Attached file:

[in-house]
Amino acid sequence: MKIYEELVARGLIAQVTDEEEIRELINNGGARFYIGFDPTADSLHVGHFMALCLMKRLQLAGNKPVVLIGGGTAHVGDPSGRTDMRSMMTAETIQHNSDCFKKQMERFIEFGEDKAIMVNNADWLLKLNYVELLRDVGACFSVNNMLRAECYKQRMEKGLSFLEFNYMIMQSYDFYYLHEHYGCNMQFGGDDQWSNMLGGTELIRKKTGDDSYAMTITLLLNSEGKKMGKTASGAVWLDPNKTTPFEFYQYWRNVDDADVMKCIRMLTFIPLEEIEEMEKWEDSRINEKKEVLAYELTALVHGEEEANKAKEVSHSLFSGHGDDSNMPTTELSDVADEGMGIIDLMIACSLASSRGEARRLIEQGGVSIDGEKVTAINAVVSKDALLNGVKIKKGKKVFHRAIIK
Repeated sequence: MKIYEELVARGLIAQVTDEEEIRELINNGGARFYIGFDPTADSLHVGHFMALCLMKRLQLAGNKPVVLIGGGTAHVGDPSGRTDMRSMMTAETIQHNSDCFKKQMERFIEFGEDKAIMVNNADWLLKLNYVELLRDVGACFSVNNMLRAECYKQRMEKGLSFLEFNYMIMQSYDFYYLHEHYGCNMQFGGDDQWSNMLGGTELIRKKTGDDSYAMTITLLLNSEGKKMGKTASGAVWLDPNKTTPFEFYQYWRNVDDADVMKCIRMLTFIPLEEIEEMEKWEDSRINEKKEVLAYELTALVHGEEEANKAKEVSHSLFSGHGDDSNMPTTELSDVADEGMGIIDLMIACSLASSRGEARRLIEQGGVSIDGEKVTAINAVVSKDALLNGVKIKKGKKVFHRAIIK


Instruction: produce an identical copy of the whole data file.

[in-house]
Amino acid sequence: MKIYEELVARGLIAQVTDEEEIRELINNGGARFYIGFDPTADSLHVGHFMALCLMKRLQLAGNKPVVLIGGGTAHVGDPSGRTDMRSMMTAETIQHNSDCFKKQMERFIEFGEDKAIMVNNADWLLKLNYVELLRDVGACFSVNNMLRAECYKQRMEKGLSFLEFNYMIMQSYDFYYLHEHYGCNMQFGGDDQWSNMLGGTELIRKKTGDDSYAMTITLLLNSEGKKMGKTASGAVWLDPNKTTPFEFYQYWRNVDDADVMKCIRMLTFIPLEEIEEMEKWEDSRINEKKEVLAYELTALVHGEEEANKAKEVSHSLFSGHGDDSNMPTTELSDVADEGMGIIDLMIACSLASSRGEARRLIEQGGVSIDGEKVTAINAVVSKDALLNGVKIKKGKKVFHRAIIK
Repeated sequence: MKIYEELVARGLIAQVTDEEEIRELINNGGARFYIGFDPTADSLHVGHFMALCLMKRLQLAGNKPVVLIGGGTAHVGDPSGRTDMRSMMTAETIQHNSDCFKKQMERFIEFGEDKAIMVNNADWLLKLNYVELLRDVGACFSVNNMLRAECYKQRMEKGLSFLEFNYMIMQSYDFYYLHEHYGCNMQFGGDDQWSNMLGGTELIRKKTGDDSYAMTITLLLNSEGKKMGKTASGAVWLDPNKTTPFEFYQYWRNVDDADVMKCIRMLTFIPLEEIEEMEKWEDSRINEKKEVLAYELTALVHGEEEANKAKEVSHSLFSGHGDDSNMPTTELSDVADEGMGIIDLMIACSLASSRGEARRLIEQGGVSIDGEKVTAINAVVSKDALLNGVKIKKGKKVFHRAIIK